What inspired PAUL WESTERBERG to title the new album SUICAINE GRATIFACTION? "Over the years, I've come up with words that I guess are incorrect but mean something to me, he explains. "I don't want to think about it too deeply other than the fact that it seems wrong, and therefore it's attractive to me."
Talking about the album, PAUL says: "This is a dark record--you'd be hard pressed to find a joke on it, which might be the greatest departure, because there's always at least one joke on my records, but I don't think this one has one."
A few other SG items:
I got a Suicaine Gratifaction magnetic poetry kit that was done as a promo for BordersBooks (Paul was the featured artist there the month the album was released and they named a coffee after him...don't ask). It's a pretty neat collector's item. You might try checking eBay if you're interested in finding one. I transcribed all the lyrics to Suicaine Gratifaction The lyrics were included in the limited edition CD, a first for Paul, enjoy.
The album was not a huge success on the sales charts (52,000 copies sold) -- combine that with the departure of Paul's biggest supporter at the label, and it's not a shock that Paul and Capitol parted ways less than a year in March 2000, after SG was released. According to Rolling Stone:
Paul Westerberg and Capitol Records have called it quits after just one album. The break comes less than a year after the former Replacements frontman released the highly acclaimed, but commercially disappointing, Suicaine Gratification. Despite reports that Capitol had released Westerberg, the break was a "mutual decision," according to a source in Westerberg's management. "Capitol was going in a different direction, and there were not a lot of hard feelings on either side," the source said.
Paul and the Mats rated a few mentions in the 2000 "Music" issue of Vanity Fair: Elvis Costello picked "All Shook Down" as one of his top 500 albums of all times. The Mats also rated an entry in a feature called The Rock Snob's Dictionary:
Replacements, the. Shambolic 80s guitar band from Minnesota whose plaid-shirted, raspy-throated leader, Paul Westerberg, was a profound influence on both grunge movement and the more recent "modern rock" travesties of the Goo Goo Dolls. Westerberg broke up the band in 1990 due to poor sales and has subsequently alienated his fan base by "going soft".
Paul was one of several artists who sent in a video message to be played at Joey Ramoneís 50th Birthday Bash on May 19, 2001 in New York. Jim Walsh, who is a Minneapolis music write and Mats fan wrote a tribute to Joey, recalling a show where the Mats opened for The Ramones and Paul said to the crowd "The best band in the world is up next. If you don't think so, fuck ya." Succinct as always.
In Dec. 2001, Paul contributed a song to the soundtrack of the new Sean Penn movie "I Am Sam", it's a cover of The Beatles "Nowhere Man". Click here for an audio sample. Paul was interviewed by VH-1 in Feb 2002 and some of his comments were included in an episode of a show called "Ultimate Albums", saluting Green Day's "Dookie".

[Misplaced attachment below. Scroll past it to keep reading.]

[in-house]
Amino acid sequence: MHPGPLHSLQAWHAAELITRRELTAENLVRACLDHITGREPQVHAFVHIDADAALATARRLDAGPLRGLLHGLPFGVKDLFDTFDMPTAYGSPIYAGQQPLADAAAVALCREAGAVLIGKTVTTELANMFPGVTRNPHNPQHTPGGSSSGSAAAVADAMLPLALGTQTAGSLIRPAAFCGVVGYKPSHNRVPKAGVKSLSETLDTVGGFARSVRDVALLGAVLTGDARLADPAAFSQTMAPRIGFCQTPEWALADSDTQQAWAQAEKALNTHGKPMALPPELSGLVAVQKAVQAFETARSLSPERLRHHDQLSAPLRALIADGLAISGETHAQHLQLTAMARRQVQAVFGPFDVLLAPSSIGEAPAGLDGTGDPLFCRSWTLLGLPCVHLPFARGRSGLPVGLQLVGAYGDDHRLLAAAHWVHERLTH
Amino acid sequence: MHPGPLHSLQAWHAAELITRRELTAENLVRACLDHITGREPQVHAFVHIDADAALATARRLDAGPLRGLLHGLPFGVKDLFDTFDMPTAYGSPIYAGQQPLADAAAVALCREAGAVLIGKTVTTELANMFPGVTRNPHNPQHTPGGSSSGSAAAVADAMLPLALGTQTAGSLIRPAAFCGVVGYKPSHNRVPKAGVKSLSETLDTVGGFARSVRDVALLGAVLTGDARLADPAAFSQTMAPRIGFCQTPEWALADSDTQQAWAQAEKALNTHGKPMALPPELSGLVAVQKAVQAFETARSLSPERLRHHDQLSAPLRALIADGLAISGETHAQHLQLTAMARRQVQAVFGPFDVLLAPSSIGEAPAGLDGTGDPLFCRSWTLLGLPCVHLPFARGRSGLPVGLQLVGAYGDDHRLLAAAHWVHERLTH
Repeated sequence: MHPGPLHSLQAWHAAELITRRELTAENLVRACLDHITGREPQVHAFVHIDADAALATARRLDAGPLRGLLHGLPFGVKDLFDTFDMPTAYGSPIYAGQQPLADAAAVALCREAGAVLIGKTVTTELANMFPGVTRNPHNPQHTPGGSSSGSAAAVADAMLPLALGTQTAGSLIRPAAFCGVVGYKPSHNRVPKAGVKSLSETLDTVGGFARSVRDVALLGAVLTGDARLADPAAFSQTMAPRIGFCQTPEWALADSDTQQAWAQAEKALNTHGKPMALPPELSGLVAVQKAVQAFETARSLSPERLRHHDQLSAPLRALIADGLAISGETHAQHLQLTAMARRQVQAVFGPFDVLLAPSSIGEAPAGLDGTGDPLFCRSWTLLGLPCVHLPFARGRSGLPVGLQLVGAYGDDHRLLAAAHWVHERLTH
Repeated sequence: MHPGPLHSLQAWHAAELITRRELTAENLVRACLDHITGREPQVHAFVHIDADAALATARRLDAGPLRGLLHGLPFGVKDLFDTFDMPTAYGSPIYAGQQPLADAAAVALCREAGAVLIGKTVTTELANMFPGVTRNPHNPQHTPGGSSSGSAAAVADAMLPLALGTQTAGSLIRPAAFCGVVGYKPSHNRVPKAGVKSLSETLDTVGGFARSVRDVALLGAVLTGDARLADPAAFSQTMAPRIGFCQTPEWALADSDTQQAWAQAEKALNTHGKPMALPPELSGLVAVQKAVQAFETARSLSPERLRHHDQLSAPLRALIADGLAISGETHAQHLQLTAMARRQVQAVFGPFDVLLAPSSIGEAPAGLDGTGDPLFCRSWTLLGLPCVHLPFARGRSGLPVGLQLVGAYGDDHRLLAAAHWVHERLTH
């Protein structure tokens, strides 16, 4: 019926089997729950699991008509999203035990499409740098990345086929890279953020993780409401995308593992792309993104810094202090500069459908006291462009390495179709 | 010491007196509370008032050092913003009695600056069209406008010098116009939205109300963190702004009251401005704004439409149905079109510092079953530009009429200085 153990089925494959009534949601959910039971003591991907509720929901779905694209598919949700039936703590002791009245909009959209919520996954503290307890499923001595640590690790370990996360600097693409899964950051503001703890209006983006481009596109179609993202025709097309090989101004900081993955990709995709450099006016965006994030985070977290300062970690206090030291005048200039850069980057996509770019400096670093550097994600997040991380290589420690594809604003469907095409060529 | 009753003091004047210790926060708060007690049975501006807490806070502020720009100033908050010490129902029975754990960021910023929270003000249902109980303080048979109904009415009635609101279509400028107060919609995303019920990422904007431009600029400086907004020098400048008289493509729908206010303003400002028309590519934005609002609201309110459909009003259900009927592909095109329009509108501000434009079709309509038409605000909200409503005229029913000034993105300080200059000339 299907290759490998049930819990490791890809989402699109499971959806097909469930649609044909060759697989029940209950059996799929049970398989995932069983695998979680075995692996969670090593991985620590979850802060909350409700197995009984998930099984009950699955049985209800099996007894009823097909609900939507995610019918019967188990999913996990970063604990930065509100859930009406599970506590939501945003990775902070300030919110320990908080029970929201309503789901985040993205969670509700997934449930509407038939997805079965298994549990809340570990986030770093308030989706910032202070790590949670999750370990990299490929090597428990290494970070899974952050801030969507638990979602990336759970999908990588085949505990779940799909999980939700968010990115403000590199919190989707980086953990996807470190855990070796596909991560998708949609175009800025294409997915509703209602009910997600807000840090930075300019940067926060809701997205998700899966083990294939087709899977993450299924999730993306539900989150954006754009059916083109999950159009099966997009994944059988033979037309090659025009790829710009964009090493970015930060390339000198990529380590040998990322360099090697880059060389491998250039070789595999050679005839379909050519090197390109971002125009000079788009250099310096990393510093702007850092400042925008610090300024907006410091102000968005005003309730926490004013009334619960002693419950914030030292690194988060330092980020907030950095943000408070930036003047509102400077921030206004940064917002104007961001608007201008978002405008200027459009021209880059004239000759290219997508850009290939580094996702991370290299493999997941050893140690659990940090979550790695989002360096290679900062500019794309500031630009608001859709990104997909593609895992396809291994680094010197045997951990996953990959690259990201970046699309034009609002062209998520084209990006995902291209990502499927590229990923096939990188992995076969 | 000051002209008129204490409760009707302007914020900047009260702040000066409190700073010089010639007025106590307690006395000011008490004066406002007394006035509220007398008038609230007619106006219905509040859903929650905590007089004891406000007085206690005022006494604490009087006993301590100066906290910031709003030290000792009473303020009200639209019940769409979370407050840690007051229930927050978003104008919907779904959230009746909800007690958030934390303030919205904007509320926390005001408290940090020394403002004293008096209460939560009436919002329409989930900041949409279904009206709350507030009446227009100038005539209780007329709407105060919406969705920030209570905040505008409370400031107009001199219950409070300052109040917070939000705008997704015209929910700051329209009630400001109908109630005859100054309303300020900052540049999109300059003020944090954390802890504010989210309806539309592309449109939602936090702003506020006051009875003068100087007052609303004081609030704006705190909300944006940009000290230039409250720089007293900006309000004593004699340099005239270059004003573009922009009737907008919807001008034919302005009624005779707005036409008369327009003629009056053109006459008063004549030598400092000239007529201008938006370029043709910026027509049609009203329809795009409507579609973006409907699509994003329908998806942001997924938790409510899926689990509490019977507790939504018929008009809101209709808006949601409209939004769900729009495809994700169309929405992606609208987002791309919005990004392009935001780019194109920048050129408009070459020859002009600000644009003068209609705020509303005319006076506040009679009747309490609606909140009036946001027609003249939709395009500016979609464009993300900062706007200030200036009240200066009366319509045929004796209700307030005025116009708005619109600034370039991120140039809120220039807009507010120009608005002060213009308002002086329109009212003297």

Paul Signs With Vagrant And at long last, Paul signed with a new label, Vagrant, in January 2002. The following is taken from their press release announcing the signing: 1/28/02:
The news is out and it's true. We are lucky enough to have signed one of the greatest American song writers in history....Paul Westerberg. The Replacements ,one of the finest bands of all time from ANY country (you blew it BIG time Spin with your stupid list) and the inspiration for starting this label 11 years ago, so needless to say, this still feels like a dream. The new album will be out April 23rd and is titled "Stereo". It will also include an album from a band calling themselves "Grandpaboy". Now ,we can neither confirm nor deny that this band may or may not include some or all of a certain Midwest based, highly influential 80's post punk band. Nor can we confirm rumors of a tour that would start in 3 weeks....stay tuned..... And this from Billboard.com:
Paul Westerberg has signed a multi-album deal with Los Angeles-based independent label Vagrant and will release a two-CD set April 23, Billboard exclusively reveals this week. The package will contain a single-disc Westerberg solo album, "Stereo," featuring a collection of acoustic-leaning songs, plus an entire new album from the former Replacements leader's punk-veering side project, Grandpaboy, titled "Mono." Appropriately, the Westerberg album was recorded in stereo; the Grandpaboy effort in mono. Westerberg tells Billboard that the albums together will "instantly sound like the first Replacements record, and it'll sound a lot like my last solo record."
While the tour with a band mentioned in the press release as happening in February didn't happen, Paul did FINALLY get back on stage after 6 years, with a short but amazing tour in April/May 2002, playing solo in records stores in Seattle, LA, New York, Boston and a few other lucky cities. He played a 3 night satnd in his hometown, at The Guthrie Theater (June 29-July1) and hit the road for a tour in August. The "Come Feel Me Tremble" tour kicked off in Buffalo on August 1 and ended (at least for now) in NYC at The Bowery Ballroom on August 28. Check out the News page for the most other recent developments.